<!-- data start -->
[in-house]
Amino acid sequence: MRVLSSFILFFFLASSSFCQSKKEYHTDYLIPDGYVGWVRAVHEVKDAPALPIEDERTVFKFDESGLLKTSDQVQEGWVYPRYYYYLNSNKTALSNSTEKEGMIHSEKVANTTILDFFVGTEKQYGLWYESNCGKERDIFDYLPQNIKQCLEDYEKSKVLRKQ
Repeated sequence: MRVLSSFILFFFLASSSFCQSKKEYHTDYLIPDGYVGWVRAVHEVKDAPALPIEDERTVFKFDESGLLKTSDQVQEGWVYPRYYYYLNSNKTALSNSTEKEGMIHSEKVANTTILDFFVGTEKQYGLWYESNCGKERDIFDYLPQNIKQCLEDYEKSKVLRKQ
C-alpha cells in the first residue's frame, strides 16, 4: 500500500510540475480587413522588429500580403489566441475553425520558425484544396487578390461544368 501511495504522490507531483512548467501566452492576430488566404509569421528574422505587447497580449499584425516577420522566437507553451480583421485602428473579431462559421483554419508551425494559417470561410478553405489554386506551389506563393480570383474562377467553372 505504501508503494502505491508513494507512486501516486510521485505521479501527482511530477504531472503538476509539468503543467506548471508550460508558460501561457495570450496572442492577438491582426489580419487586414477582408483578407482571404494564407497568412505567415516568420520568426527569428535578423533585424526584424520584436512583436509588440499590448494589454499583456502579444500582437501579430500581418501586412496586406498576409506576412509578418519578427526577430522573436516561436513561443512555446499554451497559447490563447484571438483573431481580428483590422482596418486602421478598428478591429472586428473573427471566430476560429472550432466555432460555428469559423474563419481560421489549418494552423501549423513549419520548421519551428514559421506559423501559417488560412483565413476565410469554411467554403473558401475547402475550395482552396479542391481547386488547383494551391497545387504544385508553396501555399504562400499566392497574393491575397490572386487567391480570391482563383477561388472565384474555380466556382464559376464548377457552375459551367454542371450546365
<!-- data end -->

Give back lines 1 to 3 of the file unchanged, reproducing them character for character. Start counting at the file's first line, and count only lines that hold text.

[in-house]
Amino acid sequence: MRVLSSFILFFFLASSSFCQSKKEYHTDYLIPDGYVGWVRAVHEVKDAPALPIEDERTVFKFDESGLLKTSDQVQEGWVYPRYYYYLNSNKTALSNSTEKEGMIHSEKVANTTILDFFVGTEKQYGLWYESNCGKERDIFDYLPQNIKQCLEDYEKSKVLRKQ
Repeated sequence: MRVLSSFILFFFLASSSFCQSKKEYHTDYLIPDGYVGWVRAVHEVKDAPALPIEDERTVFKFDESGLLKTSDQVQEGWVYPRYYYYLNSNKTALSNSTEKEGMIHSEKVANTTILDFFVGTEKQYGLWYESNCGKERDIFDYLPQNIKQCLEDYEKSKVLRKQ